A new era has begun in the Indo-US relations following a landmark visit of U.S. President Barack Obama. He along with Indian Prime Minister Narendra Modi has injected a new vitality to the roller-coaster relationship between the two largest democracies which had hit a rough patch in the last few years.
The visit was not only rich in symbolism but historic in many ways. This was the first time a US President was attending India’s Republic Day. He also became the only US president to visit India twice during his tenure, in what can be described as an open declaration of friendship.
There are several pluses of the visit. Besides taking the defence relations to a new level, the two leaders have unveiled plans to cooperate on a wide ranging issues from trade to climate, counter-terrorism and strategic cooperation in the Asia-Pacific to Indian Ocean besides setting up hotlines at the level of top leadership.
But the toast of the visit was the announcement of a “breakthrough understanding” on the nuclear liability issue.
Few had imagined that the civil nuclear agreement between the two countries, which lay in limbo for six years, could see the light of the day as negotiators from the two sides failed to reach agreement on several crucial issues during their three meetings in London before the start of President Obama’s visit. But it took a warm bear hug from Mr. Modi, a stroll at the lawns of the pristine Hyderabad House followed by a cup of tea and the deal was done. The personal chemistry between the two leaders did what the officials of the two countries could not hammer out the accord in six years.
The landmark breakthrough must have brought smiles back on the face of Dr. Manmohan Singh, the architect of the deal in 2008. Mr. Singh, who had staked his premiership on the deal that made India the sixth legitimate atomic power, however, failed to cross the last hurdle on the controversial liability issue. A dream nurtured by Dr. Singh has finally come to the fruition. Experts believe the deal, which will not only help inflow of billions of dollars in nuclear trade, will also establish an enduring strategic partnership between the two countries. Though there are several intricacies which need to be ironed out, the operationalising of the nuclear deal will certainly prove to be a game changer for both the countries.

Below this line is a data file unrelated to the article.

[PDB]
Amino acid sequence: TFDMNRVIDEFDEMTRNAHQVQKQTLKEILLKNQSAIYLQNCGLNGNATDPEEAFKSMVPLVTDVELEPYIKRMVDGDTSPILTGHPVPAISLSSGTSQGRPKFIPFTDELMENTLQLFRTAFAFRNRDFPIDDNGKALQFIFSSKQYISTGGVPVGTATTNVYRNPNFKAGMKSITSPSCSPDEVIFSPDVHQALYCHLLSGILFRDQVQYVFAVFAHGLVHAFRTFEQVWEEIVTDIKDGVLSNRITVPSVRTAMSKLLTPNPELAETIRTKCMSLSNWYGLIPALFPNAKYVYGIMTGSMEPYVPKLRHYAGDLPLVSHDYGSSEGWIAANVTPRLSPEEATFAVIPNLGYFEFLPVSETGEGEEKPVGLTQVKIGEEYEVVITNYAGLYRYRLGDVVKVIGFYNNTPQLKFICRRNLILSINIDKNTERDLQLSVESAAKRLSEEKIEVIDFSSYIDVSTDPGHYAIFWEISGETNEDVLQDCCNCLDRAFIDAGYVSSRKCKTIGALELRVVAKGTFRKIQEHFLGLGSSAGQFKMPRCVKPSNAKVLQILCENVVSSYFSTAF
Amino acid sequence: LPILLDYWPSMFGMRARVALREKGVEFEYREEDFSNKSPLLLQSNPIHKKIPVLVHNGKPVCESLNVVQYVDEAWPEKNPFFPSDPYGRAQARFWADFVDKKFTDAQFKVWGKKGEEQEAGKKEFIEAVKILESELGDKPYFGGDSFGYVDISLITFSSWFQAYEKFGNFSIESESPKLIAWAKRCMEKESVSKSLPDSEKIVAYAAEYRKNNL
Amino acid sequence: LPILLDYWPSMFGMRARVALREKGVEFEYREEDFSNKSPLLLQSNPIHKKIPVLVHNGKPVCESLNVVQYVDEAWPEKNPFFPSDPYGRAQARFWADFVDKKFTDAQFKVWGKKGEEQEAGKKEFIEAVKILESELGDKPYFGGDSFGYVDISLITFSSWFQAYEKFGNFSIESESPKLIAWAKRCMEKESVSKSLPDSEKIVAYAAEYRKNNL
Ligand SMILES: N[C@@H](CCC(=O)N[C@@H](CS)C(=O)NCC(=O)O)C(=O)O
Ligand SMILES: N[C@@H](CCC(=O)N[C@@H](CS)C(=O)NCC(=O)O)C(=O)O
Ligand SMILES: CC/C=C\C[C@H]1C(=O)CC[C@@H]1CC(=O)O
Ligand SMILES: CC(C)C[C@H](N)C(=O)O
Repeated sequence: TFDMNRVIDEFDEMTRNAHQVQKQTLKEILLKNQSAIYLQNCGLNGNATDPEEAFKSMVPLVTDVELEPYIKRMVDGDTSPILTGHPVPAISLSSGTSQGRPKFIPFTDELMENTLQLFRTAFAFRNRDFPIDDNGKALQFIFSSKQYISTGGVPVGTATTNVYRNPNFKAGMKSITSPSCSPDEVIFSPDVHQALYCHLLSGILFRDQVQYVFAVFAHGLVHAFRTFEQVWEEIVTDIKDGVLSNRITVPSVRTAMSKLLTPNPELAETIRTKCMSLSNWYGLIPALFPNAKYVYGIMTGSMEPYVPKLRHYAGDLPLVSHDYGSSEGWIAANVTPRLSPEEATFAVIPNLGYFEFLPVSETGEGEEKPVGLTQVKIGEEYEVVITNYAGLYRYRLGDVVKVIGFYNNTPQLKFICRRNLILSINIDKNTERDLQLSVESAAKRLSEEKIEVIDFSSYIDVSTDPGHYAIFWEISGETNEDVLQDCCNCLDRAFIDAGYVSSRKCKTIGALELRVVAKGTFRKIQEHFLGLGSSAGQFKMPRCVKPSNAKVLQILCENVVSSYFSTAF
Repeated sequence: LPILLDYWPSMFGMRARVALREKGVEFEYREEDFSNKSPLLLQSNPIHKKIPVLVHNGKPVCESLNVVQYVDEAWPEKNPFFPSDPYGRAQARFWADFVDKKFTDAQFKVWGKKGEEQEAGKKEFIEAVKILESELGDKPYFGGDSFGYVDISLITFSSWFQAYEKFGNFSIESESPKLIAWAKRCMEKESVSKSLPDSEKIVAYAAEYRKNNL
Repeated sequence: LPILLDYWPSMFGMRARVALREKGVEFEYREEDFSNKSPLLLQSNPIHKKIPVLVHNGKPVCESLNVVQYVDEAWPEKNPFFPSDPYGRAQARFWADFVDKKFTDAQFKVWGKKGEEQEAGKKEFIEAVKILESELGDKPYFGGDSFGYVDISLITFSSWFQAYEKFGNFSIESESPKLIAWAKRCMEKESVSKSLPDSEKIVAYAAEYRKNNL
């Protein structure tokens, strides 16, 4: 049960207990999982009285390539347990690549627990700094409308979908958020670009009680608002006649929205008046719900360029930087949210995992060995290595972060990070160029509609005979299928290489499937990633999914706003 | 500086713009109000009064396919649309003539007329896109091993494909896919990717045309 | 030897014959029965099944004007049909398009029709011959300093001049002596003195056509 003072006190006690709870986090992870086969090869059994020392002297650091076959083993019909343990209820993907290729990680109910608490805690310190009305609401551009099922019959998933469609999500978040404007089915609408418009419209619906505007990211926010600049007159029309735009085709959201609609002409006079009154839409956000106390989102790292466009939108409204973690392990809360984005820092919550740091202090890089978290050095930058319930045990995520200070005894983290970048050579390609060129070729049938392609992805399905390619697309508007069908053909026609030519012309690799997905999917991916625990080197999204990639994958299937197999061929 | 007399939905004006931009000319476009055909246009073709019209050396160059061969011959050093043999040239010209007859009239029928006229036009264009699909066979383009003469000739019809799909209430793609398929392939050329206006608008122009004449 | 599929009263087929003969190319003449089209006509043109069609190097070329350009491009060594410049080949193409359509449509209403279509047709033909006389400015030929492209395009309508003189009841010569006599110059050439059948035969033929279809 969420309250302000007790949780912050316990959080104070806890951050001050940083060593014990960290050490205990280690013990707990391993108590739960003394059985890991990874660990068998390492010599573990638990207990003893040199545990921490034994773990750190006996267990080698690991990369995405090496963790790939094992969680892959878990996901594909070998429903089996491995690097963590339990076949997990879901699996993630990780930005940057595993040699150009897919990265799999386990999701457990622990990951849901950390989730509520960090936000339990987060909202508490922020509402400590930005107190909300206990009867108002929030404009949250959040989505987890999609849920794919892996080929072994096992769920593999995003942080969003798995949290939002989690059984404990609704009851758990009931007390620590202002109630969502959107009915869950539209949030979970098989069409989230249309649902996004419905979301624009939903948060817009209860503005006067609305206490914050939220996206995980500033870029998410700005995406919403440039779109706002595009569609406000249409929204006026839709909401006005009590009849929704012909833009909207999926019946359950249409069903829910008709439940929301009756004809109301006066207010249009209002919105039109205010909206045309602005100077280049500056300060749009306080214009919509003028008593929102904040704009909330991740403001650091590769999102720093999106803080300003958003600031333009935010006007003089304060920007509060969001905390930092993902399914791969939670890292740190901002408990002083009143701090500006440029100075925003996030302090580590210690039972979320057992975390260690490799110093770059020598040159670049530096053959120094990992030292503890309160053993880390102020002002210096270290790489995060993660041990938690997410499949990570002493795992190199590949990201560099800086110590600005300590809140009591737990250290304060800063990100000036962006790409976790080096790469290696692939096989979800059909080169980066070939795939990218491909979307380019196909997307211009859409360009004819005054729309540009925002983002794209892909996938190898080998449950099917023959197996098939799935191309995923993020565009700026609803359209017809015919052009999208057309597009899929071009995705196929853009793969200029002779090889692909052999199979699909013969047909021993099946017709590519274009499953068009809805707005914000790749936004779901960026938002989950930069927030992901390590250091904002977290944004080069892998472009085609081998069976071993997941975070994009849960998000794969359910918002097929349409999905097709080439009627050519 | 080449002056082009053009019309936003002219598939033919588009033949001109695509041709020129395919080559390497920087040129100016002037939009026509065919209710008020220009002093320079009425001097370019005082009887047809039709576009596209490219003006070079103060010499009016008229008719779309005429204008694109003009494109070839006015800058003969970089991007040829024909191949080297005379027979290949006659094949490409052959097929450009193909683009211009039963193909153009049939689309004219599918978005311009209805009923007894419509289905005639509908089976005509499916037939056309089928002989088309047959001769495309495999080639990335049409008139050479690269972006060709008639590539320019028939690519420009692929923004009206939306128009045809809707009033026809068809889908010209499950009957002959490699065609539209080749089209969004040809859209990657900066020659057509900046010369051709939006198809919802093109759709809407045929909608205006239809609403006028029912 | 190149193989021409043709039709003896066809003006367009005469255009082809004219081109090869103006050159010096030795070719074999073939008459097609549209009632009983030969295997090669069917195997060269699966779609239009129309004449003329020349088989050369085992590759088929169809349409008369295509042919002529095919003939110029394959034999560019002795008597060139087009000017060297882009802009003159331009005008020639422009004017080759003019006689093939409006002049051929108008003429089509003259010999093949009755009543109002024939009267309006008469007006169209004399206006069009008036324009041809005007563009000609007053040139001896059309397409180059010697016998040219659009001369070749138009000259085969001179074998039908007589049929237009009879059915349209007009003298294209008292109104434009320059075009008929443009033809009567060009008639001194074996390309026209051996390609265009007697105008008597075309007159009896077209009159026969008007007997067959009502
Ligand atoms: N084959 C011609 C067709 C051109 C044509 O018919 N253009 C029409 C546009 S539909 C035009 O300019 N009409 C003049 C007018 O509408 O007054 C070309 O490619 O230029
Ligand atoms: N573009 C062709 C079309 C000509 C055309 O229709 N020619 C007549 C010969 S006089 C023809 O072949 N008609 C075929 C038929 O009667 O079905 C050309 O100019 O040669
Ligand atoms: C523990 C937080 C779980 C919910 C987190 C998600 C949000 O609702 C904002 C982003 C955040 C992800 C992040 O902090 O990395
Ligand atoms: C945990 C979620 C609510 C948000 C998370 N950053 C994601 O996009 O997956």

The two countries also added a punch to the defence ties by renewing their 10-year Defence Framework Agreement, by agreeing to pursue joint development and production projects. As per the agreement, both countries have decided on four pathfinder projects under the Defence Technology Transfer Initiative, including joint production of Raven drones and systems for Lockheed’s C-130 transport planes. For the first time, the two countries will explore jointly developing jet engine technology. In the words of US Defence Secretary Chuck Hagel, the Indo-US agreements on defence cooperation promise to open a new chapter in bilateral military ties.
Prime Minister Modi’s ambitious goal for solar energy also got a big boost when President Obama promised additional financing to speed this expansion. India needs investments of 100 billion dollars over seven years to boost the country’s solar energy capacity by 33 times to 100,000 megawatts. During his visit to the US last year, Mr. Modi had promised renewable energy companies an easy access to Indian markets.
The two leaders have also set an ambitious five-fold increase in annual trade to 500 billion dollars. The two sides have agreed to establish several bilateral mechanisms to explore opportunities to give a boost to business, trade and investment ties. They also agreed to resume talks on long-pending Totalisation Agreement that will benefit millions of Indians working in the US with regard to social security taxes.
While the two countries failed to ink comprehensive deal on climate change, the two leaders resolved to work together to reduce the threat of greenhouse gas emissions on the world’s climate.
Another big takeaway of the visit is the strategic cooperation in the Asia Pacific to Indian Ocean. The decision to advance their shared security concerns in the region has rattled China which has running territorial disputes with the Philippines and Vietnam in the South China Sea and with Japan in the Senkaku Islands. Its frustration was manifest in a statement from China’s foreign ministry which was critical of the Indo-US joint statement. China’s official news agency Xinhua termed Obama’s visit to India as a symbolic exercise because of the superficial nature of relations between them.
That apart, the visit has, no doubt, reinvigorated the bilateral ties which had remained stagnated for the last few years. But as Mr Modi rightly cautioned work was still needed to create a solid partnership between the world’s two largest democracies. It is hoped the two leaders will succeed in converting a good start into lasting progress